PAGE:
I have a soft spot for twang. Most likely a vestigal reminder
of a childhood spent deeper in the Deep South than most people
would find comforting. It's a lingering sort of thing. It's
the sort of thing that repeatedly draws you back into honky-tonk
dives until three in the morning. The sort of thing that turns
beer snobs into PBR-swilling yokels for a couple of hours. It's
the sort of thing that drives Bloodshot Records.
The kids over at Bloodshot pride themselves on their DIY role
in "insurgent country". Give 'em half a chance or a random mouse
and they'll rant you a country mile about their noble crusade
against the tyranny of Nashville and the bloody system. Cowpunks
are funny that way. Still, they at least back up their ravings
with great music, and occasionally they'll manage a real volley
of attacks against their personal Goliaths. Their latest Old
97's compilation, for example.
Last year the Old 97's released Fight Songs on
Elektra, which is, of course, a subsidiary of Goliath. The songs
were solid enough. The hooks were hooky, the riffs riffy. Rhett
Miller was wailin' his way through the tunes, the women still
breakin' his heart, the whiskey still chasin' them away. It
was, all things considered, a nice record. Nice, in the way
kissing Betty Sue McClendon was nice to you in 8th grade. That
is to say, it was something that seemed pretty okay at the time,
but as your got older and stepped back and thought about it
a little more, and after your mom introduced you to her at the
next family reunion, it all seemed sordid and dirty and wrong.
It wasn't particularly incestuous or anything, just bland and
blah. Everything that made the band a great alt.country act
was washed away in a sea of filters. Everytime you felt yourself
about to start tapping your toe some Elektra schmuck would step
in and wipe it all away. It ended up sounding more like The
GooGoo Dolls than anything else, and that's all fine and dandy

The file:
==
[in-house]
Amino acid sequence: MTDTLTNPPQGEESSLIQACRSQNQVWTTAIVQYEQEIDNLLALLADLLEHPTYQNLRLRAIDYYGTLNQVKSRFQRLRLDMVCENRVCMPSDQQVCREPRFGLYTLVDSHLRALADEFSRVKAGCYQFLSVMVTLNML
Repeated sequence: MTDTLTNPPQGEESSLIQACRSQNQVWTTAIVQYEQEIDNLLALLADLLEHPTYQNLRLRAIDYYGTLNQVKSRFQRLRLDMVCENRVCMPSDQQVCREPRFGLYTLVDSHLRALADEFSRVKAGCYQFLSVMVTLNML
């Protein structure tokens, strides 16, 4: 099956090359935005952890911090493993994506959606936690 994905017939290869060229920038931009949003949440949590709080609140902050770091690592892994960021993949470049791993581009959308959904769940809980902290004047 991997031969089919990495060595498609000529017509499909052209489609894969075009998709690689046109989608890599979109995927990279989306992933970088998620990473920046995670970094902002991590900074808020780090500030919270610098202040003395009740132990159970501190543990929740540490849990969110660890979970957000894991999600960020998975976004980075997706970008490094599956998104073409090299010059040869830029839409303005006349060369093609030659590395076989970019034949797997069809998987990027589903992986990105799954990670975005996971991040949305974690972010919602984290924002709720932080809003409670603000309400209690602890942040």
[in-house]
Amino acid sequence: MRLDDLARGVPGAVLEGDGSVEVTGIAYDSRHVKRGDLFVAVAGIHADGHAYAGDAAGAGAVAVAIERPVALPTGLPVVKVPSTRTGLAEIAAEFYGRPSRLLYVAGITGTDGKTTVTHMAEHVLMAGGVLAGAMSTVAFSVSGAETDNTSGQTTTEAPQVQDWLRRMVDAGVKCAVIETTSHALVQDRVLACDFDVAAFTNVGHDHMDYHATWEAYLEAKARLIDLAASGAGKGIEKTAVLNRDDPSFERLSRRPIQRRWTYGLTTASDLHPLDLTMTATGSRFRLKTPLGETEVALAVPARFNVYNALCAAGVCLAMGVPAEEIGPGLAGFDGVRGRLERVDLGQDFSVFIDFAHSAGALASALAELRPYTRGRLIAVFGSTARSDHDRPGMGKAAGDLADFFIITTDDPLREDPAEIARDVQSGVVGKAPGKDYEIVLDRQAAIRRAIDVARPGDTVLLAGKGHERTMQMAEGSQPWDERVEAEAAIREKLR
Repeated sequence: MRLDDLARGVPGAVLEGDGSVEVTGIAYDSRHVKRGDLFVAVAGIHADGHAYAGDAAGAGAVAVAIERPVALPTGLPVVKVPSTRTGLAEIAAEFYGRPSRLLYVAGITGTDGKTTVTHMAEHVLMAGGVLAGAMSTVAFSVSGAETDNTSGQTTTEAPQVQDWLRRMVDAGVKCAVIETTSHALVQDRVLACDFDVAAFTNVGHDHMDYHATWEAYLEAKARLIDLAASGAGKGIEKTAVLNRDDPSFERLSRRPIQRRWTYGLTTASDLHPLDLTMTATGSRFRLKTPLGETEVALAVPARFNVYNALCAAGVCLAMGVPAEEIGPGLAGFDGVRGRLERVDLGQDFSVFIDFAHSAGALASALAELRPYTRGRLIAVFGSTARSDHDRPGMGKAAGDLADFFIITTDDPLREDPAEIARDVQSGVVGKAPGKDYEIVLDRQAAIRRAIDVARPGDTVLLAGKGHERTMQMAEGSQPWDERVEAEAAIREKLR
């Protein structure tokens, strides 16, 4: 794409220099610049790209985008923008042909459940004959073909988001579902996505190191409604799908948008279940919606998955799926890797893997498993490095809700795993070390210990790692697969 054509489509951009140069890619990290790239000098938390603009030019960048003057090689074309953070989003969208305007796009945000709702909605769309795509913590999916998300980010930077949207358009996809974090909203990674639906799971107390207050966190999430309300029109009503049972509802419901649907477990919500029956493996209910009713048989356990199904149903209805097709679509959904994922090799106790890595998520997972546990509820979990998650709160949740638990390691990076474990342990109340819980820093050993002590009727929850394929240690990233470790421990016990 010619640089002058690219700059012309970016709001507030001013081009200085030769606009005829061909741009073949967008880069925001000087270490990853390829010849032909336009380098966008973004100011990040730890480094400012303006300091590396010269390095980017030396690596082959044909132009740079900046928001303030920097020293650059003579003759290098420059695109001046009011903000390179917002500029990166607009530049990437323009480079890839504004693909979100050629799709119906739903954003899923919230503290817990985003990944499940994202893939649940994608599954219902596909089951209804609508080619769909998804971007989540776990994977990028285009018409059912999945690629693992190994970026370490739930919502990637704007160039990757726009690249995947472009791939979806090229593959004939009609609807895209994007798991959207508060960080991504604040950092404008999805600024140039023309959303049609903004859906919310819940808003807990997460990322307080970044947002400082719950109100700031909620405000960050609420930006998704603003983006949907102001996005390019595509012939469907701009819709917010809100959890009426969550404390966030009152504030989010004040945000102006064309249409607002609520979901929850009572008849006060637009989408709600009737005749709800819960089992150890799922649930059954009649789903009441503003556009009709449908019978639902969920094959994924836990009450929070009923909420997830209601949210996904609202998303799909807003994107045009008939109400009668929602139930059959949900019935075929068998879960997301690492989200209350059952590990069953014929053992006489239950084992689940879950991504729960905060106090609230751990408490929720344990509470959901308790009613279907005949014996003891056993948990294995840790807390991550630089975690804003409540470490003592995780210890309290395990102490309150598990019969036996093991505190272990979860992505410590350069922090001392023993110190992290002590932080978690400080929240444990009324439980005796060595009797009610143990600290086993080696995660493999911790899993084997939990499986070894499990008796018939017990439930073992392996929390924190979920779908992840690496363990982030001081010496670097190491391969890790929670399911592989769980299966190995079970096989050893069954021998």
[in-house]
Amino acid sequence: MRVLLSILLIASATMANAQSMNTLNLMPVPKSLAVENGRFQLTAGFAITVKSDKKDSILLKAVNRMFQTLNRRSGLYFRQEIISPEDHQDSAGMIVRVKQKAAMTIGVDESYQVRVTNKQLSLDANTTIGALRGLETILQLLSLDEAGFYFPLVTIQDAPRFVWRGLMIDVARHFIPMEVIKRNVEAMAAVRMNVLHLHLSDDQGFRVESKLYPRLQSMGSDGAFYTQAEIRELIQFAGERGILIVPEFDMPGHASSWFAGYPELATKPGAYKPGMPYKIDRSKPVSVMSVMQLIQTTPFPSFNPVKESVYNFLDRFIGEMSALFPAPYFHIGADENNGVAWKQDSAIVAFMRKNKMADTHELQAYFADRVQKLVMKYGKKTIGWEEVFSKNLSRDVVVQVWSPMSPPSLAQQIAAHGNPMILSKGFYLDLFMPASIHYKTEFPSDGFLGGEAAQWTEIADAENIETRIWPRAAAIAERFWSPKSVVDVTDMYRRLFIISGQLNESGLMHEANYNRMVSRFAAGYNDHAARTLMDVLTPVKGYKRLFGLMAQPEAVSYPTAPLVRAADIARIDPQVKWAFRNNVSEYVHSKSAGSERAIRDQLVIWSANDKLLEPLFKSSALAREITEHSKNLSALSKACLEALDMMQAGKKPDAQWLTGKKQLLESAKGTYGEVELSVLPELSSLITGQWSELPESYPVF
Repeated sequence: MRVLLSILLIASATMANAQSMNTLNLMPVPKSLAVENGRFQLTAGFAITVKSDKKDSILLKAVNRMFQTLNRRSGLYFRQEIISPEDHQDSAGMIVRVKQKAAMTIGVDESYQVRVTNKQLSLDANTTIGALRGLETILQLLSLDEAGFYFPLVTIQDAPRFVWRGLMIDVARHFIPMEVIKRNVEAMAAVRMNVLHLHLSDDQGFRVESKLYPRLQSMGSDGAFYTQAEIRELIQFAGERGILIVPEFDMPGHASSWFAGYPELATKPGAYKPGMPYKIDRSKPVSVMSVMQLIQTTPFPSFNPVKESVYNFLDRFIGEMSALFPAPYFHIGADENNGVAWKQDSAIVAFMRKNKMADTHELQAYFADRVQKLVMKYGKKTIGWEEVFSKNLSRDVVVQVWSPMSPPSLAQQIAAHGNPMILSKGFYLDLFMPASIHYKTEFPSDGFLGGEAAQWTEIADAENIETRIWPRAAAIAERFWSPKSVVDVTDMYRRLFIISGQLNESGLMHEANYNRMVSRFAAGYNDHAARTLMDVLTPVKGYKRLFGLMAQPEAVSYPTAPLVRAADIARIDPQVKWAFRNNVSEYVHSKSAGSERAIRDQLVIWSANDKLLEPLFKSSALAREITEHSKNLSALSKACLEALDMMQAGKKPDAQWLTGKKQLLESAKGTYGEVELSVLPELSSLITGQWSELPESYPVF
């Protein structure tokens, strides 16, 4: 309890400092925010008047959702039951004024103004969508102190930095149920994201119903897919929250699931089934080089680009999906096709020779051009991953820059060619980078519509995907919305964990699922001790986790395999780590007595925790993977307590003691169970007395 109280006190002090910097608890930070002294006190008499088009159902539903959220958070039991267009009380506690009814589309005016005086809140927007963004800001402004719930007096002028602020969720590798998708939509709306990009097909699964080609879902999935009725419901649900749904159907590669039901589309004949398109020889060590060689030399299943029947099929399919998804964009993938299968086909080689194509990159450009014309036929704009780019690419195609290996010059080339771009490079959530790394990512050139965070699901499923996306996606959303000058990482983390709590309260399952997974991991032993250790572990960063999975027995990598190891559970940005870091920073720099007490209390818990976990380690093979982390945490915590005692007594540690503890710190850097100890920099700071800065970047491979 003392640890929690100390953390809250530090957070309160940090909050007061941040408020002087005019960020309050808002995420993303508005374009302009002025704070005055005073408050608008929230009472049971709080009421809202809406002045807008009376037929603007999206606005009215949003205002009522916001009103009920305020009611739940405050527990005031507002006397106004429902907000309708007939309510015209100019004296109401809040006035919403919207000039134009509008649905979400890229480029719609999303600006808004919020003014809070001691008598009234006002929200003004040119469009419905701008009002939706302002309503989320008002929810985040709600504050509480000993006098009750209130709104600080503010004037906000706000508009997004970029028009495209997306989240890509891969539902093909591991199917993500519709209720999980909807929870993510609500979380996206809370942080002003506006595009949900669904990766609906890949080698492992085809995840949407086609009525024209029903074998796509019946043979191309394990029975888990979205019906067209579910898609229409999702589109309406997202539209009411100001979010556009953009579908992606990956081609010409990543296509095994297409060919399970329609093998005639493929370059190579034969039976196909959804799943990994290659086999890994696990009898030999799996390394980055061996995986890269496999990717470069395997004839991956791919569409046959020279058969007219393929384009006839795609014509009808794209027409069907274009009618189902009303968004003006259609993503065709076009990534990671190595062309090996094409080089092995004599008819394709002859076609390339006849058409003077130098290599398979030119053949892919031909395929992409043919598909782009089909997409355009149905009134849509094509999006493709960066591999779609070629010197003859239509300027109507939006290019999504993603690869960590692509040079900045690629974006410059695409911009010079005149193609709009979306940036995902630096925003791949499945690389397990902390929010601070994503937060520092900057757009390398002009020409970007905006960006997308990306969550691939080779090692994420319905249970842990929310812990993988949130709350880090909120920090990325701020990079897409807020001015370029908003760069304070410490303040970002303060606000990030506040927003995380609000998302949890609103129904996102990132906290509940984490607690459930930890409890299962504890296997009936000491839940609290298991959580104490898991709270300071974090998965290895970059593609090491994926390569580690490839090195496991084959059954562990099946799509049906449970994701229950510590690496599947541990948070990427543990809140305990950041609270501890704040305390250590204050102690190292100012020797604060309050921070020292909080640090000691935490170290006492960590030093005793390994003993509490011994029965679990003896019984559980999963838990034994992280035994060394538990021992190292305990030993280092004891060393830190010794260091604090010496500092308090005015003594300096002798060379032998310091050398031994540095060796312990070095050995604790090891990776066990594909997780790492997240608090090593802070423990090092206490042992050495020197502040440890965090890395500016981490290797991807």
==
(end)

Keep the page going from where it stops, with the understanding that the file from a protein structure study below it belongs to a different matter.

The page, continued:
if you're The GooGoo Dolls, I suppose, but it's not to be desired
if you're claim to fame is anything but sounding **exactly**
like The Replacements.
So along come the Bloodshot hooligans. See, the Old 97s were
a Bloodshot band before signing with The Label. And Bloodshot
still owned the rights to most of their early stuff. Split-seven
inch releases, single-track releases from old compilations,
and of course the inevitable "rare and unreleased" tracks that
had fallen through the cracks. Perhaps they'd planned on cashing
them in after the Big Boys made the 97s stars. Maybe they just
got drunk and forgot they were there. Who knows? All we can
say for sure is that they collected them all together this spring
and released them as Early Tracks. There are eight
of these tracks, culled mostly from 1995-97 if the liner notes
can be trusted. And they're great tracks. They twang to high
heaven. Ray Charles and Cryin' Drunk are classics.
Great stuff. The opening 15 seconds of this disc erase every
thought of ever listening to Fight Songs again.
Happy am I.
But alas, happiness is fleeting. In a mere 25 minutes my joy
has run it's course. I double check the CD Player. Nope. All
done. Somehow I once again remember Betty Sue McClendon, but
we'll save the details of why. What's up with that? I drop $15
on a disc and get 25 minutes worth of noise? No, that's just
not right. C'mon guys, if you're going to rant and rave about
how you're trying to save the world from the tyranny of Evil
Bad Major Labels and all that shite then don't sell me and EP
at full disc cost! I mean, there are 8 tracks here, so one would
assume at least 40 minutes of music, right?
Overall I highly recommend the songs on this release. There's
not really a clunker in them. But given a second shot at the
purchase I would probably wait until it was in a used bin somewhere.
Eight bucks is fair cost. Paying 75 cents per song-minute is
a bit ridiculous if you ask me, though.